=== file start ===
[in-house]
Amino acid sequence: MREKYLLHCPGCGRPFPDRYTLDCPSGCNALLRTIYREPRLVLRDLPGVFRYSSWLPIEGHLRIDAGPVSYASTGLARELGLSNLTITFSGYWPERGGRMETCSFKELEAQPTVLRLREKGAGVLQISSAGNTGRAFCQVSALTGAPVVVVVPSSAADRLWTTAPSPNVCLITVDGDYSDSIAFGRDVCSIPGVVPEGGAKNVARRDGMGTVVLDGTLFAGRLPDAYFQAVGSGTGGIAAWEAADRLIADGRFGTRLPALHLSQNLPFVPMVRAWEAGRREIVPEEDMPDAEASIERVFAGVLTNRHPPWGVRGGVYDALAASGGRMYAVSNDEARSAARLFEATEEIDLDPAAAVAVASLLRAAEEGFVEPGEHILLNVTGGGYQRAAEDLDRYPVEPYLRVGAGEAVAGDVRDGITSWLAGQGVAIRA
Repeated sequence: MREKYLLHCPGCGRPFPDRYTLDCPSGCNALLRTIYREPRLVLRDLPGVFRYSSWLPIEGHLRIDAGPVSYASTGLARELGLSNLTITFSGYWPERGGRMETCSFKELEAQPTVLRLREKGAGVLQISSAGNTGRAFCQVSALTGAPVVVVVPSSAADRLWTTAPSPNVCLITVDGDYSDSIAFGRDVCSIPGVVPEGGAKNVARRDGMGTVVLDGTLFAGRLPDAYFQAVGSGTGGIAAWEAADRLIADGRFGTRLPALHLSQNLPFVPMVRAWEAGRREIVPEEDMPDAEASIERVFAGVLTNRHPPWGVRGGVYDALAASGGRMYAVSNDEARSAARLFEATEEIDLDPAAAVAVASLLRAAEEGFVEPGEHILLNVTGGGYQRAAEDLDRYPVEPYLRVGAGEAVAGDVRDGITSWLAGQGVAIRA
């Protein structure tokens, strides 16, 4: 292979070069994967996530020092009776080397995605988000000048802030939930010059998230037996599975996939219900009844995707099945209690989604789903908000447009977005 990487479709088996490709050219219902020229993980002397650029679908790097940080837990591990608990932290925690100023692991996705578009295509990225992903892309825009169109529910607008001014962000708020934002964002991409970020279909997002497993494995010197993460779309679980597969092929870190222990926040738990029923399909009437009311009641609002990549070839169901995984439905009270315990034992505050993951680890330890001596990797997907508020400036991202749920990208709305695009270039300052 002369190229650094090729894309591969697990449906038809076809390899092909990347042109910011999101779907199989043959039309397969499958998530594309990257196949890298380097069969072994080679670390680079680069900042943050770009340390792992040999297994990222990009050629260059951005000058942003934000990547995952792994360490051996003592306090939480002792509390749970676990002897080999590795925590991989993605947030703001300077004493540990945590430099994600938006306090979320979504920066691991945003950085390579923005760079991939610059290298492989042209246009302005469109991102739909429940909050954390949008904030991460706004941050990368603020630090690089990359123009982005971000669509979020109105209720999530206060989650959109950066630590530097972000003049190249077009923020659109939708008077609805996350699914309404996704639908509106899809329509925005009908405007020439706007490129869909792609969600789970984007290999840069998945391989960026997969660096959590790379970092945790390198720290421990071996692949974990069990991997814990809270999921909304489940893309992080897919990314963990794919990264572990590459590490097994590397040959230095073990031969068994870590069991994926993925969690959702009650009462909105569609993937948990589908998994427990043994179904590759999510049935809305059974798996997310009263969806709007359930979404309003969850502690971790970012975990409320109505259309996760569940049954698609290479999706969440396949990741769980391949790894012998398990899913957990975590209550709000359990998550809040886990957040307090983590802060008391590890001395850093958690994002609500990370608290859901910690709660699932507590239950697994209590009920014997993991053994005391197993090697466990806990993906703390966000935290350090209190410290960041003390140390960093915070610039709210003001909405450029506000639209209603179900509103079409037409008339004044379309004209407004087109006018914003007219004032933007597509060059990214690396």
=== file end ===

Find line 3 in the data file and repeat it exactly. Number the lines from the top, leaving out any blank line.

Repeated sequence: MREKYLLHCPGCGRPFPDRYTLDCPSGCNALLRTIYREPRLVLRDLPGVFRYSSWLPIEGHLRIDAGPVSYASTGLARELGLSNLTITFSGYWPERGGRMETCSFKELEAQPTVLRLREKGAGVLQISSAGNTGRAFCQVSALTGAPVVVVVPSSAADRLWTTAPSPNVCLITVDGDYSDSIAFGRDVCSIPGVVPEGGAKNVARRDGMGTVVLDGTLFAGRLPDAYFQAVGSGTGGIAAWEAADRLIADGRFGTRLPALHLSQNLPFVPMVRAWEAGRREIVPEEDMPDAEASIERVFAGVLTNRHPPWGVRGGVYDALAASGGRMYAVSNDEARSAARLFEATEEIDLDPAAAVAVASLLRAAEEGFVEPGEHILLNVTGGGYQRAAEDLDRYPVEPYLRVGAGEAVAGDVRDGITSWLAGQGVAIRA